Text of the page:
Want another metaphor?
That’s kind of like an execution lineup, no?
As always, we begin where we left off:
Gigi’s now treating Alai with compassion, and McKenzie and Shannon are talking about toning it down.
…which prompts McKenzie to make puppet-like motions, of course. Note that I said “talking about.”
And also, there’s this:
And if the Golden Girls theme song isn’t in your head…uh, now it is. Funny, we will soon come to find that if we threw a party, invited everyone we knew, Pam would throw it all under the bus.
But for now, she’s a pal and a confidant.
The parents get a note and a box.
The note says that today they’ll decide which team gets immunity. Ah, don’t you just love it when reality shows allow the opportunity for institutionalized conniving? In the box are scripts for today’s audition: a soap opera. Get your cryin’ clothes on, kids!
Just another day on the job for McKenzie!
Gigi explains that she’s doing her best to lessen the pressure on Alai.
And you know, Alai does seem so much happier and brighter this episode. It’s a nice sign of hope that Hollywood hasn’t trampled her spirit before she’s even really arrived.
Mary Jo works alone, per Marki’s advice to fire her mother as her acting coach.
This lasts for about five minutes before she gets frustrated and calls on her mother’s help. Tween angst ensues.
McKenzie is over-the-top as always and Shannon repeatedly corrects her reading.
How can she not yell, when her soul is howling? McKenzie also kind of adorably breaks down.
It’s easy to sympathize with a kid that’s this conscientious. She goes on, at one point exclaiming, “I can never be better than Cheyenne!” McKenzie, none of us can. I took one look at Cheyenne during the first episode and I said, “I give up.” It’s Cheyenne’s world, we just dust her Oscars in it. But for real, Shannon offers the single best piece of advice that anyone on this show has ever given. Actually, it’s probably the best piece of advice that anyone has ever given, period. She tells her daughter not to compare herself to anyone else — “Just work hard on being a better you.” That, people, is the key to possessing the secret of joy. For real, for real.
Later, Pam and Gigi discuss the immunity decision.
Gigi straight up tells Pam that she’ll vote for her daughter if Pam votes for Gigi’s. Pam agrees to this. However, since Shannon and Sandy are tight, and they’ll most likely form a similar alliance, Gigi points out that…
It’s really awesome that the loner is the one with all the power. Helene agrees.
She resolves to go with the kid who performs the worst, as that will provide the least amount of competition for Cheyenne down the line.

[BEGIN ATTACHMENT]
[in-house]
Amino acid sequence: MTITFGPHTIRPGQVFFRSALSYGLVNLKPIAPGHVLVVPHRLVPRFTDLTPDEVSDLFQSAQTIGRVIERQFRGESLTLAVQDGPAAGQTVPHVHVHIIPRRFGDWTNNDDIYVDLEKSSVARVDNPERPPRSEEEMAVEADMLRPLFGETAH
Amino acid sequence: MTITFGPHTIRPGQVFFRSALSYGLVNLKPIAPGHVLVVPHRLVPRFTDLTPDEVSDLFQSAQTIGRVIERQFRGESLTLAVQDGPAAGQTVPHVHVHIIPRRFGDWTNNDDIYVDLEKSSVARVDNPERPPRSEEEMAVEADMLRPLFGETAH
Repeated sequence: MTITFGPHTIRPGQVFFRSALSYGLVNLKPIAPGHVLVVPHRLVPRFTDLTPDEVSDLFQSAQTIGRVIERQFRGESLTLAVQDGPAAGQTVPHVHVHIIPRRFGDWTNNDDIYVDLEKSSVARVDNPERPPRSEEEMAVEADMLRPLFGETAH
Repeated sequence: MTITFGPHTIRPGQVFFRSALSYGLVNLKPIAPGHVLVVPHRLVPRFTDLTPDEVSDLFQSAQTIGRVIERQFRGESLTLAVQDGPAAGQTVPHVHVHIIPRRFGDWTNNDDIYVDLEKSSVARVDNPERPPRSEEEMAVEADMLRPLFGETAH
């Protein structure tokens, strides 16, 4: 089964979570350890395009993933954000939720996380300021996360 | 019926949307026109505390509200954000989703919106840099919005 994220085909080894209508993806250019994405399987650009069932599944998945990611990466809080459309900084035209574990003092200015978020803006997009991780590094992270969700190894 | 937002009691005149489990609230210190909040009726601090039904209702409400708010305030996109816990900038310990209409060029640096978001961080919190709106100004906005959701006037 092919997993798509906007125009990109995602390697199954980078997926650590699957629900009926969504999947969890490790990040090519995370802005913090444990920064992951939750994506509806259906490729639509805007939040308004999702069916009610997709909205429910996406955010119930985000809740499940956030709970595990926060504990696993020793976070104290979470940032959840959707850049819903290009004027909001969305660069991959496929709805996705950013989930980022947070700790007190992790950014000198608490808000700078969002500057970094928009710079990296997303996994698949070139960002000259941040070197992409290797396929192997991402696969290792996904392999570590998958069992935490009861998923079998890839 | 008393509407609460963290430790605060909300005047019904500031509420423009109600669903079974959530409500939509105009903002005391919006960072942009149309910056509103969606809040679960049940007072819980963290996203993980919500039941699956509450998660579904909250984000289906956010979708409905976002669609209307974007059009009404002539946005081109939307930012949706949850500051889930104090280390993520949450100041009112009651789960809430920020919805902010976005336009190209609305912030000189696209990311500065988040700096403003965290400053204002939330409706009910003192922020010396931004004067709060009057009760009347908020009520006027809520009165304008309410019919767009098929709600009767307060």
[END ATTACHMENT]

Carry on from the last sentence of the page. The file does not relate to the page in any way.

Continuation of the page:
The parents and kids hike to the sound stage the auditions will be shot on.
They’ll be performing alongside soapop vet Andrea Evans. The scene involves the children finding out that their recently deceased mom wasn’t their birth mother — Andrea is. Tears and ranting ensue, or at least, they’re supposed to per the script. Gian is first up.
Marki isn’t feeling Gian’s lack of feeling. He’s not in the moment, says her.
McKenzie slips up and forgets a line, but soldiers on, winning the praise of the judges.
Mary Jo takes unpredictable beats. Danny proclaims her “more than good enough,” which is great. Remember: you don’t have to be the best, you just have to be not the worst.
Alai creates unintended laughs merely from the circumstance — she has to yell out, “That’s a lie!” That’s not a lie; that’s Alai. Yuks notwithstanding, Alai didn’t overplay the scene and did a great job.
And then there’s Cheyenne.
She more than compensates for McKenzie’s toning things down. Her overblown reading causes Marki to note…
…you know what she means, but still: ugh. When lingo attacks.
After auditions, it’s time for the parents to reveal which kid they thought did the best. Or something. Sandy goes with McKenzie, explaining, “I need Shannon to survive in the house!” Well, put your strategy all out there for everyone to fondle, why don’tcha? Shannon, on the other hand, picks Alai, saying that she did the best and so it’s only fair. As planned, Gigi goes with Mary Jo, praising her for doing some “amazing stuff.” At first, Pam says that she doesn’t want to vote. Well, give me the vapors and call me Blanche Devereaux! Danny threatens to send her home if she doesn’t vote, and so after being pushed, Pam goes with Gian. She says it’s “more of a strategic thing.” Well, duh.
And so, even though things didn’t go exactly according to plan, Helene still has the final vote. She’s shown all signs of perceptiveness, and so she probably figured that Gian would be coming home, and ends up going with Alai. Alai is all smiles, not realizing that she was a mere pawn in this game. Perhaps it is something that Alai been accustomed to for a while now.
At home, Gigi tries to figure out what’s up with Pam.
But that is something that Pam will not do. Gigi tries getting her to open up again…
…and Pam’s all, “You’re not gonna get it, Gigi.” By it, I can only assume the biggest gift with the card attached that says, “Thank you for being a friend.”
Mary Jo thinks this whole thing is stupid.
Articulate and insightful, at last Alai gets her chance to shine. See how good for your kids easing up on the pressure can be?
Marki’s parents meeting takes place. It is mostly uneventful, save for Helene’s revelation that Cheyenne’s over-the-top performance was by design: they decided to take that approach since the audition was for a soap opera. Fair enough! Even if the judges didn’t like the result, they can’t really knock the rationale. Sandy flat-out says that she doesn’t want to be there. And for that, basically, she and Gian go home.
Gian’s a total wreck.
He kinda says some disparaging words about Danny Bonaduce on the ride home. That’s the spirit! Taking out your aggression on a third party should have you feeling better in no time. Just ask the parents!